Some associated technologies include a high resolution camera, Lander Hazard Detection Avoidance Camera (LHDAC), Lander Position Detection Camera (LPDC), an 800 N throttleable liquid main engine, attitude thrusters, Ka band radio altimeter (KaRA), Laser Inertial Reference & Accelerometer Package (LIRAP), and the software needed to run these components. Engineering models of the lander began undergoing ground and aerial tests in late October 2016, in Challakere in the Chitradurga district of Karnataka. ISRO created roughly 10 craters on the surface to help assess the ability of the lander's sensors to select a landing site.
- Gross lift-off mass: 1,471 kg (3,243 lb)
- Propellant mass: 845 kg (1,863 lb)
- Dry mass: 626 kg (1,380 lb)
The mission's rover is called Pragyan (Sanskrit: प्रज्ञान, lit. 'Wisdom') Pronunciation (help·info). The rover's mass is about 27 kg (60 lb) and will operate on solar power. The rover will move on 6 wheels traversing 500 meters on the lunar surface at the rate of 1 cm per second, performing on-site chemical analysis and sending the data to the lander, which will relay it to the Earth station. For navigation, the rover uses:
- Stereoscopic camera-based 3D vision: two 1 megapixel, monochromatic NAVCAMs in front of the rover will provide the ground control team a 3D view of the surrounding terrain, and help in path-planning by generating a digital elevation model of the terrain. IIT Kanpur contributed to the development of the subsystems for light-based map generation and motion planning for the rover.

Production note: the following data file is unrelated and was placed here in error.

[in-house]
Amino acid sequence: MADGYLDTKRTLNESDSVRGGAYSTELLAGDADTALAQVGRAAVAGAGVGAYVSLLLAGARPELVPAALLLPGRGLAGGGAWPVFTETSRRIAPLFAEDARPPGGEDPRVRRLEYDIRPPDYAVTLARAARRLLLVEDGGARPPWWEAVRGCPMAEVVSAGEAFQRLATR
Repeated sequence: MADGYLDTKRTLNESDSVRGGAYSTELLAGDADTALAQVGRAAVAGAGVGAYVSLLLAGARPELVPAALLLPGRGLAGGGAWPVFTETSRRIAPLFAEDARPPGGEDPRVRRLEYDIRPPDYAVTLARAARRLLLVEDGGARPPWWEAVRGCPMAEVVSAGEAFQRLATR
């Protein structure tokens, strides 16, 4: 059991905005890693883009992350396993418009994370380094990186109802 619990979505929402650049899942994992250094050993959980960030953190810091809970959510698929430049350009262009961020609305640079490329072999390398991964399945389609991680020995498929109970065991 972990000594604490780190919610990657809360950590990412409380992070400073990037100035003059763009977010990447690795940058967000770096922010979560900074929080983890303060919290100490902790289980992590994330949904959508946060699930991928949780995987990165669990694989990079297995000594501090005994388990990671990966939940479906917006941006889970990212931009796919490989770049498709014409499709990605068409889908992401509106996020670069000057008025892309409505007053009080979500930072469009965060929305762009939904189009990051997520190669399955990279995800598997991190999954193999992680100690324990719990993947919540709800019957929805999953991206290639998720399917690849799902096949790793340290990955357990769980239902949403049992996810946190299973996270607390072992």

- Control and motor dynamics: the rover has a rocker-bogie suspension system and six wheels, each driven by independent brushless DC electric motors. Steering is accomplished by differential speed of the wheels or skid steering.
The expected operating time of Pragyan rover is one lunar day or around 14 Earth days but its power system has a solar-powered sleep/wake-up cycle implemented, which could result in longer service time than planned.
ISRO selected eight scientific instruments for the orbiter, four for the lander, and two for the rover. While it was initially reported that NASA and ESA would participate in the mission by providing some scientific instruments for the orbiter, ISRO in 2010 had clarified that due to weight restrictions it will not be carrying foreign payloads on this mission. However, in an update just a month before the launch of the mission, a small laser retroreflector from NASA was added to the lander's payload to help scientists measure exact distances to the Moon and lunar libration.